Thursday, December 27, 2012

Perfectly equipped

by Richard L. Weaver II, Ph.D.
T.S. Eliot wrote, “When a poet's mind is perfectly equipped for its work, it is constantly amalgamating disparate experiences."  That is precisely the point of this essay.  I could end the essay here, but it would be far too short to qualify for one of my essays.  
Even the Bible weighs in on the topic for this essay.  The American King James version translates 2 Timothy 3:17 in this way: “That the man of God may be perfect, thoroughly furnished to all good works.”  Barnes’ Notes on the Bible explains 2 Timothy 3:17: “That the man of God may be perfect - The object is not merely to convince and to convert him; it is to furnish all the instruction needful for his entire perfection. The idea here is, not that any one is absolutely perfect, but that the Scriptures have laid down the way which leads to perfection, and that, if any one were perfect, he would find in the Scriptures all the instruction which he needed in those circumstances.”
Those phrases that need to be underscored are “thoroughly furnished,” and “all the instruction which he needed.”
It was 41-degrees outside at 3:15 a.m., and to beat a forecasted rain, I jogged before I began my regular toning and strengthening exercises, but as I jogged, I thought about how perfectly dressed I was for this weather.  It wasn’t unusual clothing—a light jogging outfit, warm gloves, knit cap, and a reflector vest—but it suited the circumstances perfectly.
To be “perfectly equipped” is one of the reasons why I exercise and jog.  Indeed, it is preparation for unknown and unpredictable circumstances.  My mother’s second husband, who never exercised a day in his life, had a heart attack after shoveling and distributing a pile of gravel around his dog’s house.  I exert myself in numerous situations where I am confident that exercising helps protect me from a similar fate.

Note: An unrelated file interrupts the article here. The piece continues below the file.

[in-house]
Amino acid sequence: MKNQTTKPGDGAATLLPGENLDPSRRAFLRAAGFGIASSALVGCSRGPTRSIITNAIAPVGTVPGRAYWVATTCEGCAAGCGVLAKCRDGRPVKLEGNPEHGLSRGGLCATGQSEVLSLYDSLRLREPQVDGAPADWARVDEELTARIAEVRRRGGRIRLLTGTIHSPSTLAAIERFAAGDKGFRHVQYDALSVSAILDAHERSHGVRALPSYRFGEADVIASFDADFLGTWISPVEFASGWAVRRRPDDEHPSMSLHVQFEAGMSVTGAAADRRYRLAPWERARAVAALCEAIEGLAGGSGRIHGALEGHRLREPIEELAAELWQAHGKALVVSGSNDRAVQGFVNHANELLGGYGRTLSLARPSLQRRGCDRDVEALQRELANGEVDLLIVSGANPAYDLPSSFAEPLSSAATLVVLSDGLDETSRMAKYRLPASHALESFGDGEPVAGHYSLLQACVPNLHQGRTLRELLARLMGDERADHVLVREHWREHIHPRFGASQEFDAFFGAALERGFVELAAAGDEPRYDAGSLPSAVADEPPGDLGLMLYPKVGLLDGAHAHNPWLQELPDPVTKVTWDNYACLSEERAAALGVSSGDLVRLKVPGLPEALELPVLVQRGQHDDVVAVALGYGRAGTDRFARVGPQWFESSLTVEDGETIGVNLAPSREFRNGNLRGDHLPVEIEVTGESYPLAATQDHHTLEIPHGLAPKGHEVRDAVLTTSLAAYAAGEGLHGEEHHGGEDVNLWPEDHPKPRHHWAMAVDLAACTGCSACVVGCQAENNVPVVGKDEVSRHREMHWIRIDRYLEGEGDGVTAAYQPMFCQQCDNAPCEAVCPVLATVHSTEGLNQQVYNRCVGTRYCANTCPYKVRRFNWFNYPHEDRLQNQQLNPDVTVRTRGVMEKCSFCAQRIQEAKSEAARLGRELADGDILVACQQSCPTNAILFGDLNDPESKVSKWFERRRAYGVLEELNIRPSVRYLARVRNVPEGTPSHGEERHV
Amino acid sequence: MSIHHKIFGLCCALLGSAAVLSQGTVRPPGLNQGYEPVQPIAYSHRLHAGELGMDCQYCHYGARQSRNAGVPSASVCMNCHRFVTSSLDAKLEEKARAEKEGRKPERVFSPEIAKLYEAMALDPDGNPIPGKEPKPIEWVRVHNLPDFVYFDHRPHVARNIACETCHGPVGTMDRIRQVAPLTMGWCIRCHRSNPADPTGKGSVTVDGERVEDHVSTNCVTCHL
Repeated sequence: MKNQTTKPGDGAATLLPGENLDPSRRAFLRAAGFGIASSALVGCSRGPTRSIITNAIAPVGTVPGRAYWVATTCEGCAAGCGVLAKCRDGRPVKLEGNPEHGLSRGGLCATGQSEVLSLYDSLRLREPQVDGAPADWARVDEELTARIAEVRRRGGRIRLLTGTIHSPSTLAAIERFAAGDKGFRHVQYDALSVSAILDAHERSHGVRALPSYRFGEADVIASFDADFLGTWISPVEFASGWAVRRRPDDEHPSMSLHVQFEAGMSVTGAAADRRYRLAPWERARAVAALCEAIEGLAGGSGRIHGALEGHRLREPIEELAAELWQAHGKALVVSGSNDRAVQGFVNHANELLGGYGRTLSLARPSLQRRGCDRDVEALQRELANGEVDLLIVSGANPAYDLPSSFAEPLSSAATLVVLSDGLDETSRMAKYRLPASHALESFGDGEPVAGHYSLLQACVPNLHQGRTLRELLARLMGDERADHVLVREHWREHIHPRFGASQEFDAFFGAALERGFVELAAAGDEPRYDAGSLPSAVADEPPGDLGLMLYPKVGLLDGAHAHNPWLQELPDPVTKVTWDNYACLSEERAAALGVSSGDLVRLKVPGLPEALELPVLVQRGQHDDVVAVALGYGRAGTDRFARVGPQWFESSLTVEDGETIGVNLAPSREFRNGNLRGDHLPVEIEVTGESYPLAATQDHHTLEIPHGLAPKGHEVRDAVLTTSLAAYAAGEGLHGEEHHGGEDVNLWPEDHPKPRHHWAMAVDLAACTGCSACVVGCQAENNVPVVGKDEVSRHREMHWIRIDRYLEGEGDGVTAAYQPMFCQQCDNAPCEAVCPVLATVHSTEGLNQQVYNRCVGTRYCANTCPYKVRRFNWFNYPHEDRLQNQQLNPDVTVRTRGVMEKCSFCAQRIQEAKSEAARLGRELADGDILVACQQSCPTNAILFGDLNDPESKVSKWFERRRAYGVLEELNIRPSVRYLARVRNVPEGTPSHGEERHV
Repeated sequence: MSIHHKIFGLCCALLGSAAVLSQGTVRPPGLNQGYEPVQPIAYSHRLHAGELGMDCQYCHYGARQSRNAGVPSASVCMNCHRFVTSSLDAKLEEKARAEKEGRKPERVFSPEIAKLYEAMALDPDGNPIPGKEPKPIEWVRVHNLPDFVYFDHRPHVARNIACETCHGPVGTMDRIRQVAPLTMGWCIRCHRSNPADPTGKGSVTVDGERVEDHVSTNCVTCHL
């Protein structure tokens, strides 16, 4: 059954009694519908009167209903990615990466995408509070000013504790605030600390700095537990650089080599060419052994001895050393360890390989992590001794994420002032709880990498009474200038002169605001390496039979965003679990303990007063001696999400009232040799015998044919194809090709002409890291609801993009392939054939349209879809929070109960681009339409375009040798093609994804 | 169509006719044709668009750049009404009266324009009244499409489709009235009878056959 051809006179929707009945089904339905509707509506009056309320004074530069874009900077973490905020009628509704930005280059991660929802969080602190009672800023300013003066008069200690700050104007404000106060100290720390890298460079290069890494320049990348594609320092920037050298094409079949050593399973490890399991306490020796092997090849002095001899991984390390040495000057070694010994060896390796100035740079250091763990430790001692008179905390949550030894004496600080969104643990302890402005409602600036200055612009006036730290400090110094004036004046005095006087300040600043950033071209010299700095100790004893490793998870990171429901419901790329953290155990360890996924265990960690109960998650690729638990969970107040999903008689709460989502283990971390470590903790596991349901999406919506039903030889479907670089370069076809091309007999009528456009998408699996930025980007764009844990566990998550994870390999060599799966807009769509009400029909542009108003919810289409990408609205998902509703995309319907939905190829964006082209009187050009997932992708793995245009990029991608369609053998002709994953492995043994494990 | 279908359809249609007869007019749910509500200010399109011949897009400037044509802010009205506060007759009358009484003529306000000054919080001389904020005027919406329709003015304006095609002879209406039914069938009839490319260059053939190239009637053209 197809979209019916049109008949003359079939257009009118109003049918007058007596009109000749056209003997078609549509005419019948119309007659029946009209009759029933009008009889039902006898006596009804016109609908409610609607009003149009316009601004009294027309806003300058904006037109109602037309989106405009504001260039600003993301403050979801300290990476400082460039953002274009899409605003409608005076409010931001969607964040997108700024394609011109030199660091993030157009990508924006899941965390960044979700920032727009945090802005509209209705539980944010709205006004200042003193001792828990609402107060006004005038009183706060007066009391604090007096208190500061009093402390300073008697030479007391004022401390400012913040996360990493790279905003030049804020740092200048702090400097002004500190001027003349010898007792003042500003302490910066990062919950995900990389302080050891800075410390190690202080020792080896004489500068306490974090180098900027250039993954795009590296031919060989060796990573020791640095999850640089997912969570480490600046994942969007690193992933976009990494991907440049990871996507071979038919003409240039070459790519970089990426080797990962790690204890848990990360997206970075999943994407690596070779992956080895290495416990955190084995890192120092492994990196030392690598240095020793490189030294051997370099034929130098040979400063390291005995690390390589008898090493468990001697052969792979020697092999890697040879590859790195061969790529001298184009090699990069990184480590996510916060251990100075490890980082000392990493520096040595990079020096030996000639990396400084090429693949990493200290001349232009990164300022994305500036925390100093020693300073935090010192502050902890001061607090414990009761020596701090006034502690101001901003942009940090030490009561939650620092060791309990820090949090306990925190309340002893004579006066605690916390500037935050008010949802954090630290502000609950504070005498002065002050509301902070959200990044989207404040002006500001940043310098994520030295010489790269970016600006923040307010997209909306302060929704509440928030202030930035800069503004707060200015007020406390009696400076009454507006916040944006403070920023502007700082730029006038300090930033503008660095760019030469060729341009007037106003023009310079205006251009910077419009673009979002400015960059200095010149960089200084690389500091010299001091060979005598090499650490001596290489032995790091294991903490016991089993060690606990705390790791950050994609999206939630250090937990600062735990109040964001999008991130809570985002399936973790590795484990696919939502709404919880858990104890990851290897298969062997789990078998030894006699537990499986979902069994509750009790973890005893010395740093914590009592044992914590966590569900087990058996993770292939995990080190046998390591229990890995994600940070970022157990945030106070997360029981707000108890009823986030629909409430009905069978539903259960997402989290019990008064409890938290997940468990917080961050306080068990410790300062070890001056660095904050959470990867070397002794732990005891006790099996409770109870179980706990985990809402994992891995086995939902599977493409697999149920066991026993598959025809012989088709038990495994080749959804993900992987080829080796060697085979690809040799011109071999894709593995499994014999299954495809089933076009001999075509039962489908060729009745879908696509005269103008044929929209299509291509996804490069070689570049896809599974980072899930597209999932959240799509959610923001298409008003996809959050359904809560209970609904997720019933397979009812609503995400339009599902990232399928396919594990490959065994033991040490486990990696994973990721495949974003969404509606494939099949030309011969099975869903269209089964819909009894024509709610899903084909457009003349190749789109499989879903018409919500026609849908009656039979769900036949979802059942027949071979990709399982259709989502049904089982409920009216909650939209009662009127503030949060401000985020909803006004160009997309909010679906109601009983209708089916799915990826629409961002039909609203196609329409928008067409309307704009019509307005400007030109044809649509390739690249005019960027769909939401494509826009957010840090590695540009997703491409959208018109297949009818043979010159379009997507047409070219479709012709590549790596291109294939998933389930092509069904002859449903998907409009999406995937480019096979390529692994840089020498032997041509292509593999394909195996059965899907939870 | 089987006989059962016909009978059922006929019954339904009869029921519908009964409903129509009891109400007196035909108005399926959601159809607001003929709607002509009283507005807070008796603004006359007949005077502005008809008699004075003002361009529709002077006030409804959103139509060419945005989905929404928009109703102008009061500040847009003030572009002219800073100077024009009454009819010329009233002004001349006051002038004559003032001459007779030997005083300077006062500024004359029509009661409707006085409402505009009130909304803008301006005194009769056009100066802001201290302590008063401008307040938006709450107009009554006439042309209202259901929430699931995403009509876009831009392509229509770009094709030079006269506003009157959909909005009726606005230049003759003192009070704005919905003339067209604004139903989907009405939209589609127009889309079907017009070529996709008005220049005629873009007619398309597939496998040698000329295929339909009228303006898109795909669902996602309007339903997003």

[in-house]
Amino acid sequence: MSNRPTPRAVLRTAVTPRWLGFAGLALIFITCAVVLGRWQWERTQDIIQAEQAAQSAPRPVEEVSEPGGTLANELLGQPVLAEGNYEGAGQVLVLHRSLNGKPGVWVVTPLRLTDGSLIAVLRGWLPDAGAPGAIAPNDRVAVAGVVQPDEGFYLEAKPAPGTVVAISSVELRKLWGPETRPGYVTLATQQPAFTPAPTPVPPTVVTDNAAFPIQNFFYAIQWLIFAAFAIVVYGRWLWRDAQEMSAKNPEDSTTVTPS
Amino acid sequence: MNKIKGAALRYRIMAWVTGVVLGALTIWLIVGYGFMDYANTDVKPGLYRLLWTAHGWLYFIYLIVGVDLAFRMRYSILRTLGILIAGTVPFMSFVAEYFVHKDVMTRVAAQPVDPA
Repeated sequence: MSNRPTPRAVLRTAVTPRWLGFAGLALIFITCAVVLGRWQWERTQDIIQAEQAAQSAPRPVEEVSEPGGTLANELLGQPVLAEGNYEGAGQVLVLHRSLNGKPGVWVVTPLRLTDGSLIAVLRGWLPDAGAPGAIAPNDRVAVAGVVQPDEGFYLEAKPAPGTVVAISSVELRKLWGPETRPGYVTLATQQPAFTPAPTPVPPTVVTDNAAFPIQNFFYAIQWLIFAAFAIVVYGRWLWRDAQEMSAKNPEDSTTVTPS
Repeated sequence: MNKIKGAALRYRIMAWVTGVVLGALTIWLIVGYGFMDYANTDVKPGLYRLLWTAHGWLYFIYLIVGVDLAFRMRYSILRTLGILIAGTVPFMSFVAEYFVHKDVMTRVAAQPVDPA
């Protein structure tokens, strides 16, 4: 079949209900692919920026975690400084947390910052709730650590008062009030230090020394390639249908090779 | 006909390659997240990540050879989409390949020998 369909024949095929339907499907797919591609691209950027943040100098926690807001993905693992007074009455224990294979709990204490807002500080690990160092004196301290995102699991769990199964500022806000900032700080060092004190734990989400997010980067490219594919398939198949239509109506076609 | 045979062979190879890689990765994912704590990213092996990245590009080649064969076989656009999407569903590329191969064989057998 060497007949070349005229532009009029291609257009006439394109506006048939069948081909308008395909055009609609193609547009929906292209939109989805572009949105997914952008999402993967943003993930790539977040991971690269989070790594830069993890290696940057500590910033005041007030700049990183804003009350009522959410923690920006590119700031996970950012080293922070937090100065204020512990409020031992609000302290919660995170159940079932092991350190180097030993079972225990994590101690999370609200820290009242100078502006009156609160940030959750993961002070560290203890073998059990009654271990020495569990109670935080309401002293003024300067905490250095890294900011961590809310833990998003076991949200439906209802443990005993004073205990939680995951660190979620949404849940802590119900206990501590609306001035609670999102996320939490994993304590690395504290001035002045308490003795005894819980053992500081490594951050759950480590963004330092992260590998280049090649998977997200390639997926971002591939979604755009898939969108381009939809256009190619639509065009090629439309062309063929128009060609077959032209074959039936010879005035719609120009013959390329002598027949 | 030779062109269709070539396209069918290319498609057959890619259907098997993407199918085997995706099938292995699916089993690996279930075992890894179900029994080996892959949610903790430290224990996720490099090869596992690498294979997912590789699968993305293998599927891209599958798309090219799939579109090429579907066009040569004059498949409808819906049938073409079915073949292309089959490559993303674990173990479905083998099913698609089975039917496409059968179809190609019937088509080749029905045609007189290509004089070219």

Being “perfectly equipped” in the area of exercise offers a shield to ward off disease, illness, and health problems.  Along with good nutrition, healthy eating and sleeping habits, it contributes, as well, to keeping my mind “perfectly equipped.”
My reading and writing and thinking, coupled with a vigorous and regular exercise program, help maintain a “perfectly equipped” mind.  To make decisions, solve problems, engage in educated and intellectual discussions, and come at life in a astute, intuitive, and discerning manner, a well-toned and exercised mind is important.
One caveat is necessary here.  When I say a “perfectly equipped” mind, I am not talking about having the best mind in the world nor am I making a comparison between my mind and that of others.  I am simply saying that you not only want to develop the best mind of which you are capable, but that you need to maintain it at peak capacity as well.
Being “perfectly equipped” is important when you are traveling.  To have to waste time making  purchases of things you simply forgot or left behind is unnecessary.  The more you travel the less likely it is that important items will be forgotten.  Using a list, having the right luggage, carrying an already-well-stocked toilet-articles kit, and having enough clothes to cover every trip’s location and length is essential.
“Perfectly equipped” has, in much the same way, been of assistance in completing a wide variety of home repairs.  When I need a new tool to do a job, I purchase it with the knowledge that I am likely to be using it again.  The accumulation of tools over the years has maintained a well-stocked tool box.
These are obvious examples, but they reinforce an important point.  To be “perfectly equipped” requires us to push ourselves harder, face new challenges, stretch our minds in new directions, and pursue new opportunities when they arise.  I listened to a recent high-school graduate who had done the minimal amount of work necessary to graduate.  He was not qualified to go to college, had gained minimum exposure to essential, basic information, and he took classes to accumulate the necessary credits to graduate, not for the purpose of expanding his own frontiers, stretching his mind, or because of interest in the course.